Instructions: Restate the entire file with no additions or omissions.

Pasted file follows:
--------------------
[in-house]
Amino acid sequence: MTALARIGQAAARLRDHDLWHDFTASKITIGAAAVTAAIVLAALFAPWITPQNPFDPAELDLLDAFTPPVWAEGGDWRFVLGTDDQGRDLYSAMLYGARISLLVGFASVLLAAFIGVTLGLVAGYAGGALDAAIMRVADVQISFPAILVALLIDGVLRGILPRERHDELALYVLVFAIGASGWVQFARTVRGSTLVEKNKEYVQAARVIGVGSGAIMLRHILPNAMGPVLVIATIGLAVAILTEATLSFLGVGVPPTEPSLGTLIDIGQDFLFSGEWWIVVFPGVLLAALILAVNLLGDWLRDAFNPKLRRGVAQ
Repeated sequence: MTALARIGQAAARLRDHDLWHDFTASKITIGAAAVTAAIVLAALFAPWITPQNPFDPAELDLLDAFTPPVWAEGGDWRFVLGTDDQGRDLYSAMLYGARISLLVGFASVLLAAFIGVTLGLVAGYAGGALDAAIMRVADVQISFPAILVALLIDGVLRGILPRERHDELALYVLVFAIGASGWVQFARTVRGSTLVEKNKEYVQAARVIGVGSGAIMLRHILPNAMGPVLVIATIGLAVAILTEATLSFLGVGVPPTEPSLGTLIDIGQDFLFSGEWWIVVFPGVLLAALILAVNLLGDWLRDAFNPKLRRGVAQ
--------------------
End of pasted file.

[in-house]
Amino acid sequence: MTALARIGQAAARLRDHDLWHDFTASKITIGAAAVTAAIVLAALFAPWITPQNPFDPAELDLLDAFTPPVWAEGGDWRFVLGTDDQGRDLYSAMLYGARISLLVGFASVLLAAFIGVTLGLVAGYAGGALDAAIMRVADVQISFPAILVALLIDGVLRGILPRERHDELALYVLVFAIGASGWVQFARTVRGSTLVEKNKEYVQAARVIGVGSGAIMLRHILPNAMGPVLVIATIGLAVAILTEATLSFLGVGVPPTEPSLGTLIDIGQDFLFSGEWWIVVFPGVLLAALILAVNLLGDWLRDAFNPKLRRGVAQ
Repeated sequence: MTALARIGQAAARLRDHDLWHDFTASKITIGAAAVTAAIVLAALFAPWITPQNPFDPAELDLLDAFTPPVWAEGGDWRFVLGTDDQGRDLYSAMLYGARISLLVGFASVLLAAFIGVTLGLVAGYAGGALDAAIMRVADVQISFPAILVALLIDGVLRGILPRERHDELALYVLVFAIGASGWVQFARTVRGSTLVEKNKEYVQAARVIGVGSGAIMLRHILPNAMGPVLVIATIGLAVAILTEATLSFLGVGVPPTEPSLGTLIDIGQDFLFSGEWWIVVFPGVLLAALILAVNLLGDWLRDAFNPKLRRGVAQ